I state this as a general rule which of course means there are exceptions. When the average, working class voter of limited formal education is presented with a clear cut choice regarding a simple issue, he or she can be quite capable of making an intelligent decision. We can see this in the era of our Civil War, when the motivating issue was slavery. There is nothing complicated about the fundamental question of whether anyone can have the “right” to own someone else and it was not seen as complicated by the tens of thousands of union volunteers who went to war, following the exhortation of “The Battle Hymn of the Republic,” “as He died to make men holy, let us die to make men free;” words that can still make the heart beat faster and bring a lump to the throat — as well they should in memory of thousands of working class boys — farm boys — who did die to make men free.

Unfortunately most issues of governance are not that simple. Climate change, corporate tax structure, infrastructure renewal, political redistricting, energy solutions, international relations and so on, and on, require considerable education to comprehend.

There is no use in pretending the typical voter of only a high school education is anywhere close to being up to the task. A high percentage of voters don’t understand, say, our trade relationship with China any more than their predecessors understood the issues behind the War of 1812.

The inevitable downside of democracy has been the placing of the vote in the hands of the ignorant, the foolish, the stupid and the utterly unqualified. From this arises the dark side of U.S. politics — the side that produced the Alien and Sedition Acts, the Know Nothings, the Nativists, the Anti-Catholic, Anti-Irish rioters, the Chinese Exclusion Act, the KKK, slavery, Jim Crow, the Palmer raids, the turning away of the S.S. St. Louis, the countless crimes against LGBT citizens, the House Un-American Activities hearings, Sen. Joe McCarthy, the Japanese internment, white supremacists and much more. It has  culminated with the election of a racist, serial abuser of woman, perpetual liar and notorious cheat as president. The plain fact is that Donald Trump is as American as apple pie.  He is the apotheosis of our dark side.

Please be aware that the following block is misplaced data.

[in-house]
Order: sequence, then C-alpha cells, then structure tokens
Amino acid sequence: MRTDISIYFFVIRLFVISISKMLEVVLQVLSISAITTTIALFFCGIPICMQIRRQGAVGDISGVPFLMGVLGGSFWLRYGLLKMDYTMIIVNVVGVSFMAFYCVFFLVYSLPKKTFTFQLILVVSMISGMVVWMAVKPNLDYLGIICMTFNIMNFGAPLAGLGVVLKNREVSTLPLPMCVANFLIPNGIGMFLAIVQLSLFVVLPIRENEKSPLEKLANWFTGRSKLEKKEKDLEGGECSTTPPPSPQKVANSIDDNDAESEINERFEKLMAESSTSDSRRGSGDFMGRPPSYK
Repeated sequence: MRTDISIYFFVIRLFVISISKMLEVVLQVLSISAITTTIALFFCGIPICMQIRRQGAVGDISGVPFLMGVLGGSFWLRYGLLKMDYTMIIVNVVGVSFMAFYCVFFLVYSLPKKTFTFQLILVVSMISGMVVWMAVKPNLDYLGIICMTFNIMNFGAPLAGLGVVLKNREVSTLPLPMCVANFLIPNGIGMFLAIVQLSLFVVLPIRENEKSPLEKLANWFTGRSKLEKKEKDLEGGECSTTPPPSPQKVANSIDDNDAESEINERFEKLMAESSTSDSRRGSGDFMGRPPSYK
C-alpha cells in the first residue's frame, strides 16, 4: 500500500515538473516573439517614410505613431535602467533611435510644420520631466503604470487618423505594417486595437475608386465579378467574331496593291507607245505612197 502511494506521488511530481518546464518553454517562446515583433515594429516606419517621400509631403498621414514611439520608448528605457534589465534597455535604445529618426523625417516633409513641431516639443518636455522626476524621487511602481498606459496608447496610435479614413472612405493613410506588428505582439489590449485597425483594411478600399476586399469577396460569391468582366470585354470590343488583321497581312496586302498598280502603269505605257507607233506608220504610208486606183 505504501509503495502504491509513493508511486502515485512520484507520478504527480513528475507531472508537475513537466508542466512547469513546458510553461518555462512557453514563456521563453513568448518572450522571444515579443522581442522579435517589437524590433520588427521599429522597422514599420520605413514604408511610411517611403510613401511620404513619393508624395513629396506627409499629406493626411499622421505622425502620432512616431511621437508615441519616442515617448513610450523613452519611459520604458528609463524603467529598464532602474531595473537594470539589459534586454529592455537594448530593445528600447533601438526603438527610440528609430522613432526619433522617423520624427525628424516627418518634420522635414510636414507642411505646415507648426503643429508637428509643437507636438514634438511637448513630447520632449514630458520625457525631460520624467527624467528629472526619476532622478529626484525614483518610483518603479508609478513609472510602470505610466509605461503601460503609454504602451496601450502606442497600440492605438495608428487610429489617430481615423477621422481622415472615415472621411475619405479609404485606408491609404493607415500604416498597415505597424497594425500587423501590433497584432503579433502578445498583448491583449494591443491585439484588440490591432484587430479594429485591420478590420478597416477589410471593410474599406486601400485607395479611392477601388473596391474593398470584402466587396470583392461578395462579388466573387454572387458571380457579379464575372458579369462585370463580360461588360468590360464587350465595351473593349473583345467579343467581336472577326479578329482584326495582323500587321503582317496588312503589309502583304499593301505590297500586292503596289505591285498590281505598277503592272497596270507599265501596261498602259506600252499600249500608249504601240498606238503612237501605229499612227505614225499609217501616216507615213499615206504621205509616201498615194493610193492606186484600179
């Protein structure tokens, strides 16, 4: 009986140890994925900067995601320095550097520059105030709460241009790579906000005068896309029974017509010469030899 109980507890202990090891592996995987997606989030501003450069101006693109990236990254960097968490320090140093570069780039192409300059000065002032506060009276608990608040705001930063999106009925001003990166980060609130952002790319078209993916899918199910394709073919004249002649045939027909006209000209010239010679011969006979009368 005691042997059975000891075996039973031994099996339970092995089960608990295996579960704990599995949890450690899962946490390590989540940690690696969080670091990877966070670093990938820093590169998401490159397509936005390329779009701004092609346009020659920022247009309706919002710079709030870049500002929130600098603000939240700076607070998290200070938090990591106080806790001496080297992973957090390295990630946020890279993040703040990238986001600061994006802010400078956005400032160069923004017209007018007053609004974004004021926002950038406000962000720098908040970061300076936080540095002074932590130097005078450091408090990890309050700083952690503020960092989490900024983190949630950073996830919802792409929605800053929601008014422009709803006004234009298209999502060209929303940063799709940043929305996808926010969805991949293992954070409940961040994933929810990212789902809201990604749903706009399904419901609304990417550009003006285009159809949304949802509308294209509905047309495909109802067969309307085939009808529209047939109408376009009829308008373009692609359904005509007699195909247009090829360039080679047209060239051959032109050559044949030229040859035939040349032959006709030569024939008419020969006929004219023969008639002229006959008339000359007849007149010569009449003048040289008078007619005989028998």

While it was the foolish and the ignorant who formed Trump’s visible cheering section, they were not alone in putting him in power. Many well educated people joined them — some for venal reasons and others for ideological ones.  All however were people who had to decide that facts did not matter.

Evangelical religious conservatives, for example, flocked to a man who hadn’t gone to church except for a wedding or a funeral in his life, who plainly said he did not need God’s forgiveness and who couldn’t tell you the difference between predestination and transubstantiation if his life depended on it. Such facts didn’t matter compared with what the evangelicals saw as their best shot at tearing down gay rights and a woman’s right to chose.

The evangelicals have made a deal with the Devil. We’ll see how that works for them.

Where then is that wise, responsible, educated, property owning oligarchy the founders intended to entrust with the nation’s destiny? Evidently it existed only in their imagination. Our entire history has been a constant struggle of the forces of intelligent humanism against those of  ignorance and bigotry. When you think of it, it is amazing we’ve done as well as we have.

Donald Trump then is not the end of American democracy. He is its evil twin and an integral part of our whole history. Throughout that history, brave men and women have, time and again, struggled and sacrificed to stop each new assault from those dark forces and now must do so yet again. It’s nothing new. It’s very American and the centuries long fight has defined us as a culture and a people.

Though we have not previously had as president a man so ignorant or so flagrantly dishonest, it is not the first time real evil has entered the White House. In 1830 Davy Crockett, a member of the House of Representatives, stood in the Oval Office and called Andrew Jackson a murderer to his face, because of the Cherokee Removal Act — the infamous “Trail of Tears.” He confronted the dark side.

The confrontation has never stopped and now we must look to the examples of the past and do it yet again. There is no choice. If there is any such thing as a nation having a “destiny,” this struggle is ours and will be as long as the nation exists.